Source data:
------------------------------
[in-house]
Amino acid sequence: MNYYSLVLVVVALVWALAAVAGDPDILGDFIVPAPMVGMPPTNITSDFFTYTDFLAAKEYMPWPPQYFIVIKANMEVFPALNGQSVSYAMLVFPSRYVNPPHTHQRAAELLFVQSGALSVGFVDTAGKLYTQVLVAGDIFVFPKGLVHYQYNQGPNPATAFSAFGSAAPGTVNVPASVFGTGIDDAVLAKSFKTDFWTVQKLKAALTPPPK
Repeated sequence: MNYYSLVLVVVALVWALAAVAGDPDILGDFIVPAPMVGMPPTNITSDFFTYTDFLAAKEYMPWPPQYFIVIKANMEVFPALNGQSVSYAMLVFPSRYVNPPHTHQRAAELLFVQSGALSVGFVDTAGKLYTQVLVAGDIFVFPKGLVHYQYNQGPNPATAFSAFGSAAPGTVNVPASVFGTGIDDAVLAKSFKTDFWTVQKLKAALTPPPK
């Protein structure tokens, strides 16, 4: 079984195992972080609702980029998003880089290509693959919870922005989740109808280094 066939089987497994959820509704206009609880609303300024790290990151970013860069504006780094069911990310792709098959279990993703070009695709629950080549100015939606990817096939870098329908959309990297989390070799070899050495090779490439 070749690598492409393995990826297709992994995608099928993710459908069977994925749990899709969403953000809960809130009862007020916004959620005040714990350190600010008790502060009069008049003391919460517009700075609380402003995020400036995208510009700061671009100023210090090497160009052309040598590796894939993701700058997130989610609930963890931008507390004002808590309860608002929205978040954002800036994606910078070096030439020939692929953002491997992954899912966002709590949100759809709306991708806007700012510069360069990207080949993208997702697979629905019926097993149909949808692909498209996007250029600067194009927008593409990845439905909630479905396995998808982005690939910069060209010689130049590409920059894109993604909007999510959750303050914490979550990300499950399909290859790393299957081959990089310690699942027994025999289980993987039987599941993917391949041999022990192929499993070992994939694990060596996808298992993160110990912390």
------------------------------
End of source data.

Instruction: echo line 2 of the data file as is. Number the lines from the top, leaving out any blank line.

Amino acid sequence: MNYYSLVLVVVALVWALAAVAGDPDILGDFIVPAPMVGMPPTNITSDFFTYTDFLAAKEYMPWPPQYFIVIKANMEVFPALNGQSVSYAMLVFPSRYVNPPHTHQRAAELLFVQSGALSVGFVDTAGKLYTQVLVAGDIFVFPKGLVHYQYNQGPNPATAFSAFGSAAPGTVNVPASVFGTGIDDAVLAKSFKTDFWTVQKLKAALTPPPK